Sunday, June 28, 2009

The Danger of Time Travel (per planet Corner)

Writing about the new Star Trek film from planet Corner, Mark Kirkorian identifies the true danger of time travel:

I don't usually like time travel stories, ranking them just above holodeck cop-outs, but in this case it served a long-term purpose. Among Trek fans and writers, it's always been the position that only the TV series and the movies were "canonical" — i.e., genuine events in the Star Trek universe, while the novels and comic books (not to mention all the fan-authored stories) were not. But this movie has created an alternate timeline, and thus the possibility of an infinite number of alternate timelines. So instead of a Star Trek universe, there's now a Star Trek multiverse, where everyone's story (even the fatuous Kirk-Spock love stories) can be "canonical," because they take place in a parallel universe!

So lay off the time travel, OK guys? Unless you want to spawn an infinite number of parallel universes including a few in which you are gay!

Wednesday, June 24, 2009

Meanwhile on Redstate

Redstate poster Streiff also appears to believe that Mitt Romney is the only GOP official who is not having illicit sex in a South American country, though (s)he seems much less sanguine about a Romney candidacy:

It is also a shame because it means we may have to endure yet another Mitt Romney candidacy as fiscal conservatives look for a home on 2012.

Meanwhile on planet Corner II

Over on National Review's "The Corner", Rich Lowry is pretty sure that Mitt Romney is probably the only prominent GOP member who isn't having an affair with someone or other.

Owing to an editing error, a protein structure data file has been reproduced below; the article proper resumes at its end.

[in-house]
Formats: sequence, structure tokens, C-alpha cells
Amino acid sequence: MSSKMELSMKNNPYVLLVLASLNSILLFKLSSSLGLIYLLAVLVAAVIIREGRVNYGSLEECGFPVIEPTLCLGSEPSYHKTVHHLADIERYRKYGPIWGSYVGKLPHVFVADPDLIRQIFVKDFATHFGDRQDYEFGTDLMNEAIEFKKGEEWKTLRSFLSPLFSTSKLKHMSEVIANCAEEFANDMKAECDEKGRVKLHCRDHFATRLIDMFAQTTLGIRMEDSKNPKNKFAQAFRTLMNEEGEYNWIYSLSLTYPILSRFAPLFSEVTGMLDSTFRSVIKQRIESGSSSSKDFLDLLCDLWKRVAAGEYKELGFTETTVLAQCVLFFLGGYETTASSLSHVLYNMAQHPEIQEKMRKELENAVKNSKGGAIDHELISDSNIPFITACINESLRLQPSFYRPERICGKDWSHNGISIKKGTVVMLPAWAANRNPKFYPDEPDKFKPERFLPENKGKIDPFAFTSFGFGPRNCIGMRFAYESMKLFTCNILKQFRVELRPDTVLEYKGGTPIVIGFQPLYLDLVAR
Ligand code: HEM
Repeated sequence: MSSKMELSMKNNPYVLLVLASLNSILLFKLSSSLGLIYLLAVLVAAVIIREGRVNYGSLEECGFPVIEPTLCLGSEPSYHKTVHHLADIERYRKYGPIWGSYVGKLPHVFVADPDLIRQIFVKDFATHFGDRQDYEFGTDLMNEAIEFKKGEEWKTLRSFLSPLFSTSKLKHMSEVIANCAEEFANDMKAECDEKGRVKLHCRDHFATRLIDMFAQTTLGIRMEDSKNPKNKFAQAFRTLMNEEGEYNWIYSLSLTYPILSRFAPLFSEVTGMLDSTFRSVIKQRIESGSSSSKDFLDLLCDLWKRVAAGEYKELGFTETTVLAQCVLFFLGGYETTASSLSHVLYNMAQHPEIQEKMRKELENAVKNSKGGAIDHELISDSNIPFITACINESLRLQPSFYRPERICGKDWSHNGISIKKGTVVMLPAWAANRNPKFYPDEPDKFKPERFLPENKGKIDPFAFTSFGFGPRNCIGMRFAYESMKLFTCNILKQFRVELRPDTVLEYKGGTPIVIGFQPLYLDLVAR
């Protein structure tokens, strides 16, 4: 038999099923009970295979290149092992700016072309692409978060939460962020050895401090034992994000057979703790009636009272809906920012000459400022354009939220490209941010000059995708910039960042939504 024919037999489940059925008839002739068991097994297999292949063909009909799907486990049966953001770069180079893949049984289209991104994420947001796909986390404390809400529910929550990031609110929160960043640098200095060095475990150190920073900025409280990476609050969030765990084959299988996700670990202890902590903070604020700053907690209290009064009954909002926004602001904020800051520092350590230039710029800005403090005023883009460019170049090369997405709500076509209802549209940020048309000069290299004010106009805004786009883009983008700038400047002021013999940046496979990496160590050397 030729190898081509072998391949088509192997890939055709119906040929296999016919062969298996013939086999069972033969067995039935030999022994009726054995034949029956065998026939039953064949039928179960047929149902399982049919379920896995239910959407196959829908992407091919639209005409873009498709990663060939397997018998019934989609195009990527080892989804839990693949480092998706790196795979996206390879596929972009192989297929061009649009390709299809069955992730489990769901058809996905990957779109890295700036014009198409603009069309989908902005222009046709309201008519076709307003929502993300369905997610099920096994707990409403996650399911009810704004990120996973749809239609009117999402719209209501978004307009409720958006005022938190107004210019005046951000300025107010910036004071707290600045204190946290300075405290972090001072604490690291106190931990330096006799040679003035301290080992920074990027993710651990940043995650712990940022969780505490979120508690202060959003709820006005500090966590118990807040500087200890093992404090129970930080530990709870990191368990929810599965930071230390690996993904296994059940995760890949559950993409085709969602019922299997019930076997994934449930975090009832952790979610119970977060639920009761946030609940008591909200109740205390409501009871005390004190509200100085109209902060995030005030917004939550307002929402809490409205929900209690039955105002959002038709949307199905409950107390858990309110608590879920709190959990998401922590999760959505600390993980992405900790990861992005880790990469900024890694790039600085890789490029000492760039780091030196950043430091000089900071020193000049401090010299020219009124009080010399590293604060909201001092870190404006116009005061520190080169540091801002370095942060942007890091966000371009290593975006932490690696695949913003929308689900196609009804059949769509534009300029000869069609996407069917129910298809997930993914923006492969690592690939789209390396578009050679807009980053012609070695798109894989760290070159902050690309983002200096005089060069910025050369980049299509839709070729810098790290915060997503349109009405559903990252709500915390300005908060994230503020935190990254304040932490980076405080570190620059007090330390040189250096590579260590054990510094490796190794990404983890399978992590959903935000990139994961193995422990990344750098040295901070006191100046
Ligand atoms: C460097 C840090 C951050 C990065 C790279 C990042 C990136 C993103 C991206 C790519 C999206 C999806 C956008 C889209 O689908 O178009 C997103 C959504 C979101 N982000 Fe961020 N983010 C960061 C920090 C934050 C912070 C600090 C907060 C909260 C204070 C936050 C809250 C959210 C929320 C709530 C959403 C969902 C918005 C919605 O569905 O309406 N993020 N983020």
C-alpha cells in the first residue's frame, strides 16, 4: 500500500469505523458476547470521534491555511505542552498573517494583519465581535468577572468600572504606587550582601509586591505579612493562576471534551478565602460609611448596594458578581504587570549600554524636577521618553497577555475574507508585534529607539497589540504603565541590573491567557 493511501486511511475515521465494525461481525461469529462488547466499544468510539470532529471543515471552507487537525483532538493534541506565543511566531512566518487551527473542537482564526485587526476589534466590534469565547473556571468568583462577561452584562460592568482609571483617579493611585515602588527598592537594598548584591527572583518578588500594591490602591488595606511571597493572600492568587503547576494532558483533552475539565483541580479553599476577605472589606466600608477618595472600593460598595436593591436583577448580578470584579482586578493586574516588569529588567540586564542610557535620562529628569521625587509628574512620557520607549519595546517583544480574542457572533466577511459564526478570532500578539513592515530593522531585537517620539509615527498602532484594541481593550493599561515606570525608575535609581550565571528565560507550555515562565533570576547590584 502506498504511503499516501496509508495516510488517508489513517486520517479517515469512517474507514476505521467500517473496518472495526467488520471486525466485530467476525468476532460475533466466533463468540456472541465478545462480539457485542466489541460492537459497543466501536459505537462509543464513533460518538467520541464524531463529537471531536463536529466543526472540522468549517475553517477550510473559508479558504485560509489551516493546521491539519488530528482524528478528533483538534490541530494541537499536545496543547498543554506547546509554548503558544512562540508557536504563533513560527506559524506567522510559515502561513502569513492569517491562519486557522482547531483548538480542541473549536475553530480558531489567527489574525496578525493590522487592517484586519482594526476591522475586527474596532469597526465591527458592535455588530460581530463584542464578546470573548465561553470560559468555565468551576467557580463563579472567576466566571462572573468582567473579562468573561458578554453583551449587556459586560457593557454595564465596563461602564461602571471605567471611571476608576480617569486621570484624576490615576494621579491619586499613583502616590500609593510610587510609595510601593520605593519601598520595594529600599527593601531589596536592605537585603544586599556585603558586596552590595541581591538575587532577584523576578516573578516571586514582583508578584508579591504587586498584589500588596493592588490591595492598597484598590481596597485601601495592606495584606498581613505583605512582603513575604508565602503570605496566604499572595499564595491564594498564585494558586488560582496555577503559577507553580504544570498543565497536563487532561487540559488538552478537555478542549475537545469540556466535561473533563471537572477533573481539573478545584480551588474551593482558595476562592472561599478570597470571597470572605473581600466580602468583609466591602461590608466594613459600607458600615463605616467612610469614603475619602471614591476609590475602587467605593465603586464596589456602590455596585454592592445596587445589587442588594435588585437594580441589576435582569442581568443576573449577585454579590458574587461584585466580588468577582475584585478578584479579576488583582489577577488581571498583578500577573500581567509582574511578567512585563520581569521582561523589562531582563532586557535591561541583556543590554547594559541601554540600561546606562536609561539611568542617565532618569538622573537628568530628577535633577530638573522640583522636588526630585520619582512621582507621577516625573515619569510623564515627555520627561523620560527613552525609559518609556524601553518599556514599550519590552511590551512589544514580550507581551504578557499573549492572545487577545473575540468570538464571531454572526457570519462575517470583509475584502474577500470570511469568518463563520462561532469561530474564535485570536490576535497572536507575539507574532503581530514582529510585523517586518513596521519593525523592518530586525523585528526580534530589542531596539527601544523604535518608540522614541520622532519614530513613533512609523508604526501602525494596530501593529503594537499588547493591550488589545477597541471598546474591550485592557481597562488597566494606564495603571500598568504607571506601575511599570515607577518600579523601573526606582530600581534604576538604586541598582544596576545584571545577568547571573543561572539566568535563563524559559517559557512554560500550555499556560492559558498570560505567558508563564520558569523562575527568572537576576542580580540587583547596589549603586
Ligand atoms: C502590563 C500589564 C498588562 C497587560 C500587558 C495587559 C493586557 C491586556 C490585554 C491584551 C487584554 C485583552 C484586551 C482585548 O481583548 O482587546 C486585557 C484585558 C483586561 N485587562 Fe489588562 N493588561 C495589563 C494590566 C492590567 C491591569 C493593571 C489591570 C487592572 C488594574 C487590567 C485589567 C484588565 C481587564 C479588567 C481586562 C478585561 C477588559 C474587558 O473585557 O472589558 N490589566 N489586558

Meanwhile on planet Corner

The party of God, morality and family values, always ready to forgive their own:

Sanford [Mike Potemra]

This dramatic news conference was the first time I had ever watched him, and he came across as a very sincere, humble, and impressive person. If you come across this well on the worst day of your life, you must be doing something right. Is his political career "over"? I frankly don't care about that. I'm just glad to have seen somebody standing up and doing the right thing, being honest about sin and responsibility.

How nice.

The question

I guess the question that logically follows: did Sanford try to turn down the Obama stimulus because he was getting all the stimulus he needed down in Argentina?

Liveblogging Mark Sanford's news confernece?

2:19 Where's hi wife?
2:20 Was is sex?
2:21 Yes, it was sex.
2:22 Bye, bye Markie.

Tuesday, June 23, 2009

Nixon on abortion

Newly released audiotapes show that president Nixon approved of abortion in only limited circumstances, namely, in the case of rape or incest, or if the child was interracial.

I await our conservative friends' continued insistence that the "Southern Strategy" was a fiction cooked up by liberal academics and opponents of GOP policies more generally.

Not a twitter, just a twit

The New York Times kept quiet when one of its reporters was kidnapped in Afghanistan in hopes of keeping things low-key and eventually securing his release, so why couldn't the paper of record keep its trap shut about torture, secret prisons and illegal eavesdropping by the CIA on U.S. citizens? That's the gist of this asinine post on Michelle Malkin's website yesterday.

(via Wonkette)

Monday, June 22, 2009

Neda Agha-Soltan

Her full name was Neda Agha-Soltan, and she was murdered by theocratic thugs. May her name never be forgotten. May her murderers pay a hefty price for their crime. May the people of Iran breathe freedom because of her and the brave multitudes who have taken to the streets to defy the Ayatollahs and the Basij criminals who protect them, and who help enforce their corrupt, inhumane and un-democratic rule.